UPDATE | West Virginia governor says residency mandate 'nebulous'

Published: Jun. 21, 2018 at 12:57 PM EDT
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UPDATE 12/14/19 @ 5:08 p.m.

Gov. Jim Justice's attorneys are telling the West Virginia Supreme Court that a constitutional residency requirement is "nebulous" and would entail “court-supervised monitoring” of his whereabouts.

The Republican's filing comes amid lawsuits by Democratic state Del. Isaac Sponaugle that have accused Justice of not spending sufficient time in Charleston in violation of a state Constitution passage that the governor “shall reside at the seat of government."

Justice's lawyers argued in Friday's filing that the question of where the governor resides is political and can be addressed by voters in his reelection or by lawmakers if they want to pursue impeachment.

UPDATE 8/21/19 @ 6:10 p.m.

The legal fight over where West Virginia Gov. Jim Justice lives continued Wednesday morning in Kanawha County Circuit Court.

Justice is being sued by a Democratic state delegate who says the state constitution requires Justice to reside in the Governor's Mansion in Charleston, not his home about two hours away in Lewisburg.

Judge Charlie King heard arguments from Justice's lawyers and state Delegate Isaac Sponaugle about how the issue should proceed. He decided to make both parties resubmit materials that will be reconsidered.

"I think everyone knows what the legal issues are, but I don't think they know what the facts are," King said.

King said he does not agree with questions he was given by Justice's lawyers asking for clarification on the Constitution's requirements, specifically the definition of the word "reside."

"It would be almost impossible for you to control discovery in a case where we do not even know what the legal issues are," Justice's attorney George Terwilliger said. "The purpose of the questions are to define what the law is to set the proceedings to further the case."

Sponaugle said Justice's team is using delay tactics to prevent him from obtaining evidence on the case or conducting a deposition of the governor.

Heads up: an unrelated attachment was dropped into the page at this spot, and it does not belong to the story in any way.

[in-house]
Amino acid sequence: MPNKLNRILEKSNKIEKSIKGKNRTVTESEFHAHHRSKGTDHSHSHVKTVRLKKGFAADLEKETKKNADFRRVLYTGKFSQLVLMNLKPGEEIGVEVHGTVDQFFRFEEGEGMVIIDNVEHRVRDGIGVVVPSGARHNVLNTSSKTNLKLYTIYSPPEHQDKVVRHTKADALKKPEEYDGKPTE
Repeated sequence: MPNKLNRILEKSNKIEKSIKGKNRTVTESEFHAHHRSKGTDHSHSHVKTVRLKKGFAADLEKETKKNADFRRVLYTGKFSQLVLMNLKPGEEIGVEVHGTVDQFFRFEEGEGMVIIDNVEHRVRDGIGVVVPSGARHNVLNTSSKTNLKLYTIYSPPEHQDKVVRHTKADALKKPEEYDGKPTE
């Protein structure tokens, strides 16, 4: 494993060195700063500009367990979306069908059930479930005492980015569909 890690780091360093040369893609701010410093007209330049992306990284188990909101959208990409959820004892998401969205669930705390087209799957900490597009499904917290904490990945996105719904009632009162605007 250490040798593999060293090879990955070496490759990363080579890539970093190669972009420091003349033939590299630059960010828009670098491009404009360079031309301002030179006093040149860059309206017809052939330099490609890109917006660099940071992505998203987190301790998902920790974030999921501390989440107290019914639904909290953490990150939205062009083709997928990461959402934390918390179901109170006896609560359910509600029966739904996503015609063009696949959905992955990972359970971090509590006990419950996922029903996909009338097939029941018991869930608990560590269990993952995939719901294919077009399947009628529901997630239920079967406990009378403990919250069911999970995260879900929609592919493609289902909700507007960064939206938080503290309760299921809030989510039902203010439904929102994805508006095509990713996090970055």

"I believe he has made public remarks that say he doesn't reside at the mansion but in the pleadings he says he is residing as far as he is concerned and that the Constitution is vague," Sponaugle said.

King said the case will likely go the West Virginia Supreme Court of Appeals to make a final ruling on the legal proceedings after he reviews new materials.

No future court dates have been set.

UPDATE 7/17/19 @ 11:50 p.m.

A Kanawha circuit judge has denied a motion to dismiss the residency case against West Virginia Gov. Jim Justice.

Kanawha Circuit Judge Charles King issued the order Wednesday, meaning the case will continue forward.

The order also means Governor Justice’s legal team will have to start answering questions about his residency preference.

Lawyers for Justice are supposed to respond to the first set of discovery requests within 30 days, according to King’s order.

King presided over a hearing June 5 over whether the case and discovery should go forward. The judge asked then how the governor’s residency could be enforced, in practical terms.

The lawyers for the Governor’s Office, as they did in earlier court filings, described the term “reside” as “nebulous” and “slippery like an eel.” They said it’s not the role of circuit court to enforce a concept that’s too loose to be enforced.

The lawsuit was brought by Delegate Isaac Sponaugle, D-Pendleton, acting in his capacity as a citizen. He is a lawyer in Franklin.